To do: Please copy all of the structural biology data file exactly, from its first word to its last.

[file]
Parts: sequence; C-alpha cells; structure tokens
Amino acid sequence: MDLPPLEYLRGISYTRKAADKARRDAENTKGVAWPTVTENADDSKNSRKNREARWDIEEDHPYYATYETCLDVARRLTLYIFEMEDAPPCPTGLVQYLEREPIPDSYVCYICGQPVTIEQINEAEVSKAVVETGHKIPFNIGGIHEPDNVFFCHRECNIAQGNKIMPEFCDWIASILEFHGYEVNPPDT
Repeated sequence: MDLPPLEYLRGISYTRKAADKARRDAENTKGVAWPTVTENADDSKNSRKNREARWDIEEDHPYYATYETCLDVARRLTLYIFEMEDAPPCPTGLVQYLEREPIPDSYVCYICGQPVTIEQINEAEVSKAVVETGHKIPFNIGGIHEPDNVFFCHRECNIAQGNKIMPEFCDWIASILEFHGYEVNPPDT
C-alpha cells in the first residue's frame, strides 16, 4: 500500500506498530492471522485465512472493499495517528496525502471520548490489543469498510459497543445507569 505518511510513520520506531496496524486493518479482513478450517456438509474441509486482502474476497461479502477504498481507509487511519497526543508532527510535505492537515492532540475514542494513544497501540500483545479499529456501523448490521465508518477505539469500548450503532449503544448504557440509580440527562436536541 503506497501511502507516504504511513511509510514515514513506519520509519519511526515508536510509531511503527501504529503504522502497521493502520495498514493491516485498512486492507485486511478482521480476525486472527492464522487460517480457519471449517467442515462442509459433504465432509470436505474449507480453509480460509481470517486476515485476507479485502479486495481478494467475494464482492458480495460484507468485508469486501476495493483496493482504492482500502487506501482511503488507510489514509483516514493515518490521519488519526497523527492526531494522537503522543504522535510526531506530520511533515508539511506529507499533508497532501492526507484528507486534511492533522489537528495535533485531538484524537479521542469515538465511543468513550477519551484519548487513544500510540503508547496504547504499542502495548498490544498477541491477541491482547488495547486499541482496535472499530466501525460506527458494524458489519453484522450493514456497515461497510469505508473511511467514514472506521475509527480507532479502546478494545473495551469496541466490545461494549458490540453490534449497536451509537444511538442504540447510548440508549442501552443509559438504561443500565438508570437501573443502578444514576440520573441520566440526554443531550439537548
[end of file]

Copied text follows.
Parts: sequence; C-alpha cells; structure tokens
Amino acid sequence: MDLPPLEYLRGISYTRKAADKARRDAENTKGVAWPTVTENADDSKNSRKNREARWDIEEDHPYYATYETCLDVARRLTLYIFEMEDAPPCPTGLVQYLEREPIPDSYVCYICGQPVTIEQINEAEVSKAVVETGHKIPFNIGGIHEPDNVFFCHRECNIAQGNKIMPEFCDWIASILEFHGYEVNPPDT
Repeated sequence: MDLPPLEYLRGISYTRKAADKARRDAENTKGVAWPTVTENADDSKNSRKNREARWDIEEDHPYYATYETCLDVARRLTLYIFEMEDAPPCPTGLVQYLEREPIPDSYVCYICGQPVTIEQINEAEVSKAVVETGHKIPFNIGGIHEPDNVFFCHRECNIAQGNKIMPEFCDWIASILEFHGYEVNPPDT
C-alpha cells in the first residue's frame, strides 16, 4: 500500500506498530492471522485465512472493499495517528496525502471520548490489543469498510459497543445507569 505518511510513520520506531496496524486493518479482513478450517456438509474441509486482502474476497461479502477504498481507509487511519497526543508532527510535505492537515492532540475514542494513544497501540500483545479499529456501523448490521465508518477505539469500548450503532449503544448504557440509580440527562436536541 503506497501511502507516504504511513511509510514515514513506519520509519519511526515508536510509531511503527501504529503504522502497521493502520495498514493491516485498512486492507485486511478482521480476525486472527492464522487460517480457519471449517467442515462442509459433504465432509470436505474449507480453509480460509481470517486476515485476507479485502479486495481478494467475494464482492458480495460484507468485508469486501476495493483496493482504492482500502487506501482511503488507510489514509483516514493515518490521519488519526497523527492526531494522537503522543504522535510526531506530520511533515508539511506529507499533508497532501492526507484528507486534511492533522489537528495535533485531538484524537479521542469515538465511543468513550477519551484519548487513544500510540503508547496504547504499542502495548498490544498477541491477541491482547488495547486499541482496535472499530466501525460506527458494524458489519453484522450493514456497515461497510469505508473511511467514514472506521475509527480507532479502546478494545473495551469496541466490545461494549458490540453490534449497536451509537444511538442504540447510548440508549442501552443509559438504561443500565438508570437501573443502578444514576440520573441520566440526554443531550439537548